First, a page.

Independent Developer & Consultant

              Comment


              • #8
                Re: Age in SQL calculation help

                Anyone care to explain why these hoops must be jumped?

                Is it because the birthday hasn't occurred yet in the second case?

                Comment


                • #9
                  Re: Age in SQL calculation help

                  I am still not sure why age has to stored in the table, whatever application that will be looking at the data can easily calculate the age and will be perfect since it will be updated constantly.
                  I for one will not store a calculated value in the table unless it refers to a fixed data in a changing world.
                  for example retail selling price discounted for what ever the reason, the selling price, even calculated, I will store it.
                  age on the other hand is not a value that needs to be stored in a table, in my opinion.
                  thanks for reading

                  gandhi

                  version 11 3381 - 4096
                  mysql backend
                  http://www.alphawebprogramming.blogspot.com
                  [email protected]
                  Skype:[email protected]
                  1 914 924 5171

                  Comment


                  • #10
                    Re: Age in SQL calculation help

                    The beauty of calculated fields in SQL Server are that they are not physically stored in the table (unless you choose the PERSIST option when you create the field which is necessary if you want to build an index on the field). By using a calculated field in the table you make the current age available to any report, form, stored procedure etc without having to make a SQL function call or re-write the calculation routine in every client app that might have need of this information. This is especially helpful with business logic as it places the logic at the record level and eliminates redundancy and chance of erroneous data being submitted. While having the AGE field calculate on the fly may not be a necessity, in the case of this particular instance Mike stated that he was dealing with a legacy system where other clients were relying on the data which was proving to be inaccurate.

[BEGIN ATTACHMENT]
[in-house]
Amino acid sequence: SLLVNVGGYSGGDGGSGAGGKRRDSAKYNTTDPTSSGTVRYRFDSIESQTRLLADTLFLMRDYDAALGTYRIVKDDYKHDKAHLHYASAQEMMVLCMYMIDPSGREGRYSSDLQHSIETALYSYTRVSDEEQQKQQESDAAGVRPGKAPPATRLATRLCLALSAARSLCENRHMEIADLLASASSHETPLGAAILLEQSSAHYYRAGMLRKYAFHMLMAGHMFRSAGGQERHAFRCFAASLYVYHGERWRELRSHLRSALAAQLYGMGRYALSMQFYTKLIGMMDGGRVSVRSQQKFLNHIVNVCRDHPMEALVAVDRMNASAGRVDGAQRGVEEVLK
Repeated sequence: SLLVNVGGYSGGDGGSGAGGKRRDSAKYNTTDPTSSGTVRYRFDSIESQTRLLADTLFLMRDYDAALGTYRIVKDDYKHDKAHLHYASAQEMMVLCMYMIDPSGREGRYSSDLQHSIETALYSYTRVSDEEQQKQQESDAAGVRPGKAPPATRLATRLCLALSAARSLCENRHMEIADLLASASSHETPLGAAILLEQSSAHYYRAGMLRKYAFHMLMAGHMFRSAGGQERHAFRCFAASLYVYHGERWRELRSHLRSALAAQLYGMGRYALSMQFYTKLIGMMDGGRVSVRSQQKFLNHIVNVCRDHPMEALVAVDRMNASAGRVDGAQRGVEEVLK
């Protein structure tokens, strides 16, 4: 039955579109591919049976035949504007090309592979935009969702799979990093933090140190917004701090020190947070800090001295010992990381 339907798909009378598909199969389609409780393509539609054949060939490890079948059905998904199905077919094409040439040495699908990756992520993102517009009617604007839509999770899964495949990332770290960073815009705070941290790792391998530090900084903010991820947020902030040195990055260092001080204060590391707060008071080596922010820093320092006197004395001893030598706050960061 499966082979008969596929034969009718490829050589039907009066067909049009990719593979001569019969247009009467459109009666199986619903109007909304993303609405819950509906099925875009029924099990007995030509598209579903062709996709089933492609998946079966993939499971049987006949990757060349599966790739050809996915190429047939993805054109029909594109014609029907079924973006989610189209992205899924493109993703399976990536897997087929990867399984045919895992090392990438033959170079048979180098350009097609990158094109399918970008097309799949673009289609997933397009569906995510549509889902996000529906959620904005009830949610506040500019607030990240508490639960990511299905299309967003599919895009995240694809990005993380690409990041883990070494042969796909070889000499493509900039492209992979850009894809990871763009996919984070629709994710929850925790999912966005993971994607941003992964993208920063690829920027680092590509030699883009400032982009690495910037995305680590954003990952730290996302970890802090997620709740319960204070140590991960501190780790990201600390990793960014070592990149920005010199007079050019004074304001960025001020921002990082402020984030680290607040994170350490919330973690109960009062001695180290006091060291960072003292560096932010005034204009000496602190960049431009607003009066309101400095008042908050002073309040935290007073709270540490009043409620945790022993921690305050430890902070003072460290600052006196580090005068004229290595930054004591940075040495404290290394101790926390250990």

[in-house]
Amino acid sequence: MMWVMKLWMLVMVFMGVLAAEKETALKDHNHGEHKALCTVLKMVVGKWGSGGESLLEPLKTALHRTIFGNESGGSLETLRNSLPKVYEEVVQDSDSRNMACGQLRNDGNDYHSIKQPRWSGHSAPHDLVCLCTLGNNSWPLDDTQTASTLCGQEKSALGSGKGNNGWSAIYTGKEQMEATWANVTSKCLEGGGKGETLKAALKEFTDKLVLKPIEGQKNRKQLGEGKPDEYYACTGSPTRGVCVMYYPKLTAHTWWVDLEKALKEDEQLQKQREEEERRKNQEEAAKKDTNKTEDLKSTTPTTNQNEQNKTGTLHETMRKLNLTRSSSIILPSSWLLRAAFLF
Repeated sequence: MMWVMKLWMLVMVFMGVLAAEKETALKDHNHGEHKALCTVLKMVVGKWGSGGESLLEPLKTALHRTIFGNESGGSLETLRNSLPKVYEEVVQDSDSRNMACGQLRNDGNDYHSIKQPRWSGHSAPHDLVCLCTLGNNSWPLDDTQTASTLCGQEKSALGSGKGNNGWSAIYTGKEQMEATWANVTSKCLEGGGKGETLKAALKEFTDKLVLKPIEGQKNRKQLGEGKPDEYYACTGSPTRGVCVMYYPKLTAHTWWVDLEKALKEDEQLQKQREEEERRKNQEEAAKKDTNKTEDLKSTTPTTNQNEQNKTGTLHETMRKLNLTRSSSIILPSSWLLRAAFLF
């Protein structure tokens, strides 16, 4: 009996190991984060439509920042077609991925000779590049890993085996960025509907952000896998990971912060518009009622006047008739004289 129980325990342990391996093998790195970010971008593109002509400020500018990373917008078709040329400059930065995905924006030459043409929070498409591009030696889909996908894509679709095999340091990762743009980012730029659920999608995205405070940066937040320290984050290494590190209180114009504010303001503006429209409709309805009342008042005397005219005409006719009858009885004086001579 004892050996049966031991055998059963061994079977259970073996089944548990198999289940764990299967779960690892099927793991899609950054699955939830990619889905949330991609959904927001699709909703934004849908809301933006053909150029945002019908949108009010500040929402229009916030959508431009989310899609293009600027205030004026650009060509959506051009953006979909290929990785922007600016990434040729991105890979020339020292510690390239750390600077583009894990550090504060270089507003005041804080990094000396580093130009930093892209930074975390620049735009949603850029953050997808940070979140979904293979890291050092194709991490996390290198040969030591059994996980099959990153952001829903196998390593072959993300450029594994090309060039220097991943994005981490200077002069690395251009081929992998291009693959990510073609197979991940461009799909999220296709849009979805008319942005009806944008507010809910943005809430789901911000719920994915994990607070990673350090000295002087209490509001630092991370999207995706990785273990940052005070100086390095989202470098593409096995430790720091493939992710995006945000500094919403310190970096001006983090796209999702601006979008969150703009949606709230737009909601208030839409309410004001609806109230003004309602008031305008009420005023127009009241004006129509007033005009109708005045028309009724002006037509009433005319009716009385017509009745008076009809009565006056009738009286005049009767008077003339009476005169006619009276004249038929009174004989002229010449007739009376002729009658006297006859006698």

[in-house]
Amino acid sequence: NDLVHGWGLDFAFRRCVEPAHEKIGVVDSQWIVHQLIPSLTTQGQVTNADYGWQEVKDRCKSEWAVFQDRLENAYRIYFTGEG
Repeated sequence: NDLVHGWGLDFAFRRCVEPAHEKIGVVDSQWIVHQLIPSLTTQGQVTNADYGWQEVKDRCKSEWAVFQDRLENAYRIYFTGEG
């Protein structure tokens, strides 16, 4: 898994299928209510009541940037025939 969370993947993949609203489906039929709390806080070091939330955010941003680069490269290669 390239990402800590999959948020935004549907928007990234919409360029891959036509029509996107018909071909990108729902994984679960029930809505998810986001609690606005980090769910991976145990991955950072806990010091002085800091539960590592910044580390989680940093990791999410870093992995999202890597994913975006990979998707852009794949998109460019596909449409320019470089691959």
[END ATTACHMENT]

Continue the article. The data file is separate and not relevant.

Brad Weaver, President
                    ComputerAid International
                    Ottawa ON Canada
                    Versailles KY USA
                    www.compuaid.com

                    Comment


                    • #11
                      Re: Age in SQL calculation help

                      Originally posted by bea2701 View Post
                      Mike try this FLOOR(DATEDIFF(day,DOB,GETDATE())/365.242199)
                      Heh that's awesome

                      I remember doing this years ago in Access and figured that 365.25 was the right number based on leap year being every 4th year

                      If scientifically speaking, we have 365.242199 days a year, then I guess at some distant future point in time we will have a leap year that doesn't leap. (skip the leap day)